Tuesday, July 12, 2011


I recently drove past a nearby business that used to call itself an architectural salvage yard.  The sign now reads, “Ecopark”.  Like the old-fashioned term “junkyard”, which over time has been upgraded to “auto wrecker”, then to “auto dismantler”, and finally to “auto recycler”, this new nomenclature strives to accord the architectural salvage yard some deserved respect.  

More importantly, thanks largely to the green architecture movement, the--um, ecoparks-- are now increasingly seen as a thinking person’s resource instead of a lumberyard for the poor.  

And more power to them.  Since World War II, vast quantities of fine building materials--much of them infinitely superior to the flimsy dreck available today--have been destroyed in the name of progress.  And in an era when anything old was anathema, it was the architectural salvage yards that offered vintage materials a second chance at life.  

While there’s little doubt that we should utilize the sundry bits and pieces of buildings that have met their maker, the wider question is whether we should be demolishing these buildings in the first place.  Many old structures represent an enormous and often irreplaceable investment of money, material, and human effort, and it’s simply bad resource management to replace them with modern-day versions that, all too often, don’t measure up.

Alas, the many impatient and shortsighted bureaucrats among us like to insist that renovating old buildings is uneconomical, since it’s often more expensive than simply building new ones.  Well--so what?  This argument doesn’t even compare apples to oranges:  it compares oranges to Orangina.  While the two must have something in common, you’d be hard-pressed to say what it is.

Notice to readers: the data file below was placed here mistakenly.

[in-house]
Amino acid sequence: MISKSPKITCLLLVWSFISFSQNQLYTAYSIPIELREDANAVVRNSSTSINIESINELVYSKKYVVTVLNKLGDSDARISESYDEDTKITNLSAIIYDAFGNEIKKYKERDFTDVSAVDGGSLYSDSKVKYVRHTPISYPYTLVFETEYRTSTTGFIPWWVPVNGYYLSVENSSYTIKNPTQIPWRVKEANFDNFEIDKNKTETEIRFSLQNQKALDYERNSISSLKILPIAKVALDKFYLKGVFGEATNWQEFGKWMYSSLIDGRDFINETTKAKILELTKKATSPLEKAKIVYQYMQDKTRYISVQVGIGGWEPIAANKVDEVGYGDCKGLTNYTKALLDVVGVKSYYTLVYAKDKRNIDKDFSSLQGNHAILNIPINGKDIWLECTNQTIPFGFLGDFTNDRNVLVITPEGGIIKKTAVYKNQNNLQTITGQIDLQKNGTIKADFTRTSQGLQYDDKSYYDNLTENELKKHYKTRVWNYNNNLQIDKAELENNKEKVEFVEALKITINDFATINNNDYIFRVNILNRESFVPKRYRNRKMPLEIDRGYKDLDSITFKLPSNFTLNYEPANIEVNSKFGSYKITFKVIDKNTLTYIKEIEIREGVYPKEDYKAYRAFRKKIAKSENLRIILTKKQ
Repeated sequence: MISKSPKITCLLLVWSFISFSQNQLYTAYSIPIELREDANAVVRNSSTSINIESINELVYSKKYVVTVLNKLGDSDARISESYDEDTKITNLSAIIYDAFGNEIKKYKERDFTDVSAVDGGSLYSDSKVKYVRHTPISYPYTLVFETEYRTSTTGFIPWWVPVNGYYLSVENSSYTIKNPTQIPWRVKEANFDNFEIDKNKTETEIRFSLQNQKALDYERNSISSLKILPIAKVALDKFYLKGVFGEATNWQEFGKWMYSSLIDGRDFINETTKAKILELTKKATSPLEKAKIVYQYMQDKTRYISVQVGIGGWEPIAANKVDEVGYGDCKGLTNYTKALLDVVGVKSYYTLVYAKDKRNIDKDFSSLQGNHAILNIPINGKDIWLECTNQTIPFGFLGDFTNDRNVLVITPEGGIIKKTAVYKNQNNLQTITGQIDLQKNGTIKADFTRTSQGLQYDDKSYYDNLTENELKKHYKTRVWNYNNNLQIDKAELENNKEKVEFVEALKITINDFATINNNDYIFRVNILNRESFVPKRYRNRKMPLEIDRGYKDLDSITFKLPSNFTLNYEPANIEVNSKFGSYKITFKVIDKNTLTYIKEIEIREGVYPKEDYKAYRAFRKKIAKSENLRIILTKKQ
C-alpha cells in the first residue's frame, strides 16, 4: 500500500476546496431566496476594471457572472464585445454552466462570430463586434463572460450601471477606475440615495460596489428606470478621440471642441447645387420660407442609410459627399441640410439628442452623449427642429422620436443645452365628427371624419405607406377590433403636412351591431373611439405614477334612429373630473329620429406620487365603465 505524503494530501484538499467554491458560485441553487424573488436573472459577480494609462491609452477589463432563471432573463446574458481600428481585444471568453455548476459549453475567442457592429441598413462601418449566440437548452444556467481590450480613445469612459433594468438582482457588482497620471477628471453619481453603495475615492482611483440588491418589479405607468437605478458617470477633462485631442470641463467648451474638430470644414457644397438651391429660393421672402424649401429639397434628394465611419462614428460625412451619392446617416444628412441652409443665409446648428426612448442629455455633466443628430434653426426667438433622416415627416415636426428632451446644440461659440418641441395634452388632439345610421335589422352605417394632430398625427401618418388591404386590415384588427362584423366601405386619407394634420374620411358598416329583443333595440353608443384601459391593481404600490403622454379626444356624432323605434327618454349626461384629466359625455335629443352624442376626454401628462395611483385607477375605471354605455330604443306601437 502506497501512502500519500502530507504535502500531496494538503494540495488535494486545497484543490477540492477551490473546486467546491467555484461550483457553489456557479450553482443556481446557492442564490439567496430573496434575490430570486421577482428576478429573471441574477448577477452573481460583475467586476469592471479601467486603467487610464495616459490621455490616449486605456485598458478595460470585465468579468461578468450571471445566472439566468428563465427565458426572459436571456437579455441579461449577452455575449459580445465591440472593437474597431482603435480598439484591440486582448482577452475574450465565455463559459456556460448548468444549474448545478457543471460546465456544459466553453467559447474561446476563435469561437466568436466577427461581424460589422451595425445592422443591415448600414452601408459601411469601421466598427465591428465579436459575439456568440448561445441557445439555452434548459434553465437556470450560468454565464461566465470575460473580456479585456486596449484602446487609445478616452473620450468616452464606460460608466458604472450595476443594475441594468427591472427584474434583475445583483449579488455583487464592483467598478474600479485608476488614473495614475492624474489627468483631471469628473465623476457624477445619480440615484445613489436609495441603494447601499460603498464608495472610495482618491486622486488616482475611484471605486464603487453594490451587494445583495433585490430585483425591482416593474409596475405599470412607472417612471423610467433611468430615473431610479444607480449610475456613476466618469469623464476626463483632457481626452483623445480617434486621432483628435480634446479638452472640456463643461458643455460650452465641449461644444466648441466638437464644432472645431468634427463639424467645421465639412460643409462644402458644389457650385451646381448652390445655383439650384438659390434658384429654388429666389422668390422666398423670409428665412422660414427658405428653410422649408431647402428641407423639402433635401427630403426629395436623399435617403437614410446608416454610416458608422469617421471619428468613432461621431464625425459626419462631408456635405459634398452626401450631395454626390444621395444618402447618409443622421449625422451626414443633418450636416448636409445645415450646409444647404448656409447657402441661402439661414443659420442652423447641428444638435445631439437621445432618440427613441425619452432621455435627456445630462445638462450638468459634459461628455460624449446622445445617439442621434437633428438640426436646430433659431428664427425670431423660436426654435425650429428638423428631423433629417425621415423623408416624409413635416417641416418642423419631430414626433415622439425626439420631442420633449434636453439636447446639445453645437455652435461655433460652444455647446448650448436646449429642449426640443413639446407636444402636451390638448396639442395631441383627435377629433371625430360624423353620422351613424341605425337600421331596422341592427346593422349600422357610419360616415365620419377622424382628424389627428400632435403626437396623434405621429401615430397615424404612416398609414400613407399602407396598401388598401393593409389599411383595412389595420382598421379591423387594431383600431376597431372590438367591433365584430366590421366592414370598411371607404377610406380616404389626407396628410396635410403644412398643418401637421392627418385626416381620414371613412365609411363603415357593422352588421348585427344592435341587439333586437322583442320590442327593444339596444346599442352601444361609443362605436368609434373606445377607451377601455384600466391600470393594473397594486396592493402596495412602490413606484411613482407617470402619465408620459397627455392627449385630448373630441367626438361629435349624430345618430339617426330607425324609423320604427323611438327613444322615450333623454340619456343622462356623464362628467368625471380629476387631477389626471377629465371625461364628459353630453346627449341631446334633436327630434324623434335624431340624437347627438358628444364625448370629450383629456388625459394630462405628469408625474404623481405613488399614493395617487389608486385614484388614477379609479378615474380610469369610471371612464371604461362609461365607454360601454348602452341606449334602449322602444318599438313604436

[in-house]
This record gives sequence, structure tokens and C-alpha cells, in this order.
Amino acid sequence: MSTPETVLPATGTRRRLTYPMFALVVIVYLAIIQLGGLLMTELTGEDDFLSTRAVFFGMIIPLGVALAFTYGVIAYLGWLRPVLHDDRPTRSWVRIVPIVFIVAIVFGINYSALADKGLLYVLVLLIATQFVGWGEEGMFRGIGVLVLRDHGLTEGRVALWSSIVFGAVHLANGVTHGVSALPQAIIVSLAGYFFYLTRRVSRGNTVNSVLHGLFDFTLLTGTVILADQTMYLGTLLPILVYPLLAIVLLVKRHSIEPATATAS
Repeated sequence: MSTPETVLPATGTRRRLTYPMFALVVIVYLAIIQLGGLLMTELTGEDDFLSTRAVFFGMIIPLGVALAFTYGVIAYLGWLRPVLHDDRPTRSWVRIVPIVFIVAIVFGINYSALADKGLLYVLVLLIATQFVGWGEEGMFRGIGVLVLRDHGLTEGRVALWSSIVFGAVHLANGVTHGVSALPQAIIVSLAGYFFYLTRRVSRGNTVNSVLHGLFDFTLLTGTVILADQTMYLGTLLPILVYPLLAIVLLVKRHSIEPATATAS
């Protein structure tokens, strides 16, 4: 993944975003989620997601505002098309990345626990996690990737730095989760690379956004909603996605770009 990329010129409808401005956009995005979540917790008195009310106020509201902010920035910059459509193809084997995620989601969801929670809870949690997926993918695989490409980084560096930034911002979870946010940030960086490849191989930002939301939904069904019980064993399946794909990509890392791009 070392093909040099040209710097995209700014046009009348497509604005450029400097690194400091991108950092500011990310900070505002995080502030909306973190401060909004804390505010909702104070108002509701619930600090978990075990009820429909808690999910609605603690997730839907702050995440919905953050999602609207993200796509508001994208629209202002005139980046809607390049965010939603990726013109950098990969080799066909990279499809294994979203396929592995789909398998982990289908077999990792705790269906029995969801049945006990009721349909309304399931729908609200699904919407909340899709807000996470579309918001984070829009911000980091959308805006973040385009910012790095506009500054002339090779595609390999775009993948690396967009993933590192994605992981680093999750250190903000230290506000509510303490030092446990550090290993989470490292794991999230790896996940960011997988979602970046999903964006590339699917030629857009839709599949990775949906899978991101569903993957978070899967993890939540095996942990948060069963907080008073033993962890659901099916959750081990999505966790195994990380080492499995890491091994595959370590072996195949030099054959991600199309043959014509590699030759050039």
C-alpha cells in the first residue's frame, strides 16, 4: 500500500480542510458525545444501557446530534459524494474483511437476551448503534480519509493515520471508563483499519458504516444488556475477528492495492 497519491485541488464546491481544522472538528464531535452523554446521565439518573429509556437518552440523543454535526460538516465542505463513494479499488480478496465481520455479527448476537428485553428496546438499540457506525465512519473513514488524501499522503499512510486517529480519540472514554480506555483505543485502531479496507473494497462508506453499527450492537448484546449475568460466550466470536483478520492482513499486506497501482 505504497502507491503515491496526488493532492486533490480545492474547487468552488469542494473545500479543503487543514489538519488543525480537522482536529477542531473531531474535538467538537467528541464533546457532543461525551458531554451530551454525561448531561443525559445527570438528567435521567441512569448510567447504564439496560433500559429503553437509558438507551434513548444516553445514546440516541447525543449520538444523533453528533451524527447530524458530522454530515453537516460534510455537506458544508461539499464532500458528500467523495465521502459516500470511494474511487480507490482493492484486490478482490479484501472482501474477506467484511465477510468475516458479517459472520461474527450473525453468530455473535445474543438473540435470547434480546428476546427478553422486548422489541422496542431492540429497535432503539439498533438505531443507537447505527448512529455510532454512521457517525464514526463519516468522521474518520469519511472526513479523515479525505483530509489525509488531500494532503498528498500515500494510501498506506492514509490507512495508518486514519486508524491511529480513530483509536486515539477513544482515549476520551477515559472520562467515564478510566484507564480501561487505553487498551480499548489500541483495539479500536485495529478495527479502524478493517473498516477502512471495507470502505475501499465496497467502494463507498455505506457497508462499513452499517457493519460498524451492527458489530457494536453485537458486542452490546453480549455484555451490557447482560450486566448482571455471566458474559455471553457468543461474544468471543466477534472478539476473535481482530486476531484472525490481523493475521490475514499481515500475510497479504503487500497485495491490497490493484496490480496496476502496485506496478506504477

In my home state of California, the sweeping 1980s-era campaign to improve seismic safety in public schools offers a good example.  A worthy goal, right? Unfortunately, state planners effected it through the wholesale destruction of superb school buildings dating from the 1920s and 30s, on the grounds that they were ”too costly to retrofit”.  Almost without exception, their replacements were bland, characterless, and generally unloved stucco boxes that may--or may not--be seismically safer according to what we’ve learned about earthquakes since.  The upshot:  a few profitable years for public school architects and contractors, a lot of feel-good press for politicians, and an enormous disservice to generations of students who’ll spend their educational careers in uninspired, second-rate surroundings.

Technical issues aside, there are less tangible reasons why preservation often deserves to trump new construction.  Some of our most susceptible structures date from the interwar era, an unstinting age when quality and permanance were a given, and when budget dollars went into actual construction, instead of  being piffled away on years of procedural wrangling.  The resulting structures unabashedly courted civic pride, not political expedience--a difference that anyone, be they sixteen or sixty, can still readily appreciate.

Kudos to architects using salvaged materials from “ecoparks”.  Yet we should also realize that, often, our forefathers’ legacies are worth a lot more intact than they are in little pieces.